The uppercut ascent of the Heavyweights’ arc has been the result of relentless dedication. Touring across Canada and sharing the stage with such influential groups as The Roots, Trombone Shorty, Galactic and Hypnotic Brass Ensemble has helped build the group a loyal following. Now with their sophomore release Brasstronomical, the Heavyweights are offering a unique sound with emphasis on their original compositions. They delve deeper and more eclectically into each musical direction implied on their first album. Brasstronomical reveals the band’s music is stronger, bolder, funkier and more mature than ever before.
The future is bright for the group, with plans in the works for 2014 to be a year of new thresholds as the group blossoms into even more of a hard-hitting powerhouse of sound.
“Physically, they’re each too slight for the name, but musically, The Heavyweights Brass Brand packs a wallop.” ~ Ashante Infantry (Toronto Star)
“The future of music” ~ Giovanni Hidalgo (Legendary percussionist)
“With Brasstronomical The Heavyweights Brass Band have solidified their place as one of the finest ensembles of it’s kind. I hope their truly original voice is heard around the world” ~ Ross Porter JAZZ.FM91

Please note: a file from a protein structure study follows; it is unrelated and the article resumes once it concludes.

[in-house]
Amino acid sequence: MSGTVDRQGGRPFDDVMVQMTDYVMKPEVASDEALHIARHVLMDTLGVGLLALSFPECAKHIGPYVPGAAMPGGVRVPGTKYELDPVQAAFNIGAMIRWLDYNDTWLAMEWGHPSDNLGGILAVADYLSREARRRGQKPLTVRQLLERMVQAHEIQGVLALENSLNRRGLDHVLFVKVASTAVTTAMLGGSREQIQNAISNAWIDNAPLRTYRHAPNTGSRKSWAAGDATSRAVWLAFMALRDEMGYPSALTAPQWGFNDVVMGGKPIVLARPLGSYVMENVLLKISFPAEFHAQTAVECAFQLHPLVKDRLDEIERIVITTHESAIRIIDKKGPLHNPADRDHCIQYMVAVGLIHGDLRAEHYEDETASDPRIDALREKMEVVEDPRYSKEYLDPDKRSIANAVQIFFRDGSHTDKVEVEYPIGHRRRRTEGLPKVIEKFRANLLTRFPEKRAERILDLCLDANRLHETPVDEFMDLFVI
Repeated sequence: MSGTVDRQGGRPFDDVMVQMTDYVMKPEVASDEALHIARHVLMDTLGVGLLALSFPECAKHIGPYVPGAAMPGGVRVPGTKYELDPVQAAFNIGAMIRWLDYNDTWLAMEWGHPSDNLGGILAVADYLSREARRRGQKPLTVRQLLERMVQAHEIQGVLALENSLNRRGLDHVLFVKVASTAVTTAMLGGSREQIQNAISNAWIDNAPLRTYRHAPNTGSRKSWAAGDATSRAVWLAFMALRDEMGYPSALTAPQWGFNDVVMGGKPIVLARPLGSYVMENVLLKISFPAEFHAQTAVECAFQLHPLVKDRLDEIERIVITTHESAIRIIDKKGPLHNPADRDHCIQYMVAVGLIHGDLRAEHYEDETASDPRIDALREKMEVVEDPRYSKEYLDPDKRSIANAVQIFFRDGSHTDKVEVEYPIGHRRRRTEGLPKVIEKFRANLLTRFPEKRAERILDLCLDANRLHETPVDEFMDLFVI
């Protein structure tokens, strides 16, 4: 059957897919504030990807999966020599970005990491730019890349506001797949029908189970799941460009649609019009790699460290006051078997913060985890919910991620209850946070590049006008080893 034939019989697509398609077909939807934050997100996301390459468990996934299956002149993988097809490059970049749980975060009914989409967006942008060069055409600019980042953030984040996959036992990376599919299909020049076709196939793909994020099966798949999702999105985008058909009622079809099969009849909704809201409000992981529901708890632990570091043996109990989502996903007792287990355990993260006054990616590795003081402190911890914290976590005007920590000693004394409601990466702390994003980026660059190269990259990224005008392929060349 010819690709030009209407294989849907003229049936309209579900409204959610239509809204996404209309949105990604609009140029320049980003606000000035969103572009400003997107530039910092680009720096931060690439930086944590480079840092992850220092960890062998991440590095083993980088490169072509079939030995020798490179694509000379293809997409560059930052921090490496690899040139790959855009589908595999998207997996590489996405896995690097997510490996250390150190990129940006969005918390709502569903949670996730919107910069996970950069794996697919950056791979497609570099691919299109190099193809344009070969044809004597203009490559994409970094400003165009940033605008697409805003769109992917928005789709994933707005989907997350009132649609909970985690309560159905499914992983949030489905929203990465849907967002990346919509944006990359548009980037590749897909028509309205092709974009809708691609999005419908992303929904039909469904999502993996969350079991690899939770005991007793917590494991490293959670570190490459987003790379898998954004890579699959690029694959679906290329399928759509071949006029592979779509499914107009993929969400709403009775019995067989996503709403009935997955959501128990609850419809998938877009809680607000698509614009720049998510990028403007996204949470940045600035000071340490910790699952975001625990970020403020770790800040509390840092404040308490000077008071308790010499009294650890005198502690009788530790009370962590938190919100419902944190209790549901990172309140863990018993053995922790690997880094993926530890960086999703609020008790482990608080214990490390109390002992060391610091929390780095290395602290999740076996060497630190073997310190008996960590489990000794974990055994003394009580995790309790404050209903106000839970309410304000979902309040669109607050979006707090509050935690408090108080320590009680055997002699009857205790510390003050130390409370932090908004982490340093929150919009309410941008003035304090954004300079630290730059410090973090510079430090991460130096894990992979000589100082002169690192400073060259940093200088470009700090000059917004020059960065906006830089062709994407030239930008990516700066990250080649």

“Not since the Shuffle Demons bopped into the limelight has a young Toronto jazz band had as much impact on the local scene as the Heavyweights Brass Band.” ~ Kerry Doole (EXCLAIM!)
“Blown away by this thoroughly fresh piece of cultural collaboration. Never heard anything like this before!” ~ Gilles Peterson, (DJ, Record Collector/Producer, BBC Radio 1 Personality)
“The Heavyweights Brass Band are poised to take it to the next level.” ~ JAZZ.FM91 (Featured Release of the Week)
“The Heavyweights Brass Band” is a breath of fresh air on the Toronto music scene…” ~ Jaymz Bee, JAZZ.FM91
“Very exciting and inspiring. Not at all predictable, and great musicianship happening here!” ~ Alex Cuba
“The writing is top notch… this is take no prisoners funky groove music at its best with plenty to keep the ears happy while the butt shakes!” ~ Richard Underhill
The Heavyweights Brass Band: Tones and Textures non pareil
CD Review by Raul da Gama
The Heavyweights Brass Band (HBB) may seem to have taken a leaf out of the playbook of that other, more famous ensemble—the woodwinds ensemble, the World Saxophone Quartet, but this sometime quintet, and now, sextet is far from a copycat. If anything the singular voices of trumpeter Jon Challoner, trumpeter John Pittman, trombonist Chris Butcher, sousaphone player Rob Teehan and drummer Lowell Whitty are uniquely Canadian, which is to say, self-effacing yet with musical intellects that are ingenious and sometimes even brilliant. – Read more…
The Heavyweights Brass Band CD release
Concert Review by Guest Author Ryan Grist
From the first note of ‘When the Saints’ rang out, (walked in by the opening Street Brass) to the musical crescendo that the HeavyWeights create whenever they play – there was a spirited exuberance in the room. Celebrating the release of their second disc, you could tell that the band was primed and ready to play. – Read more…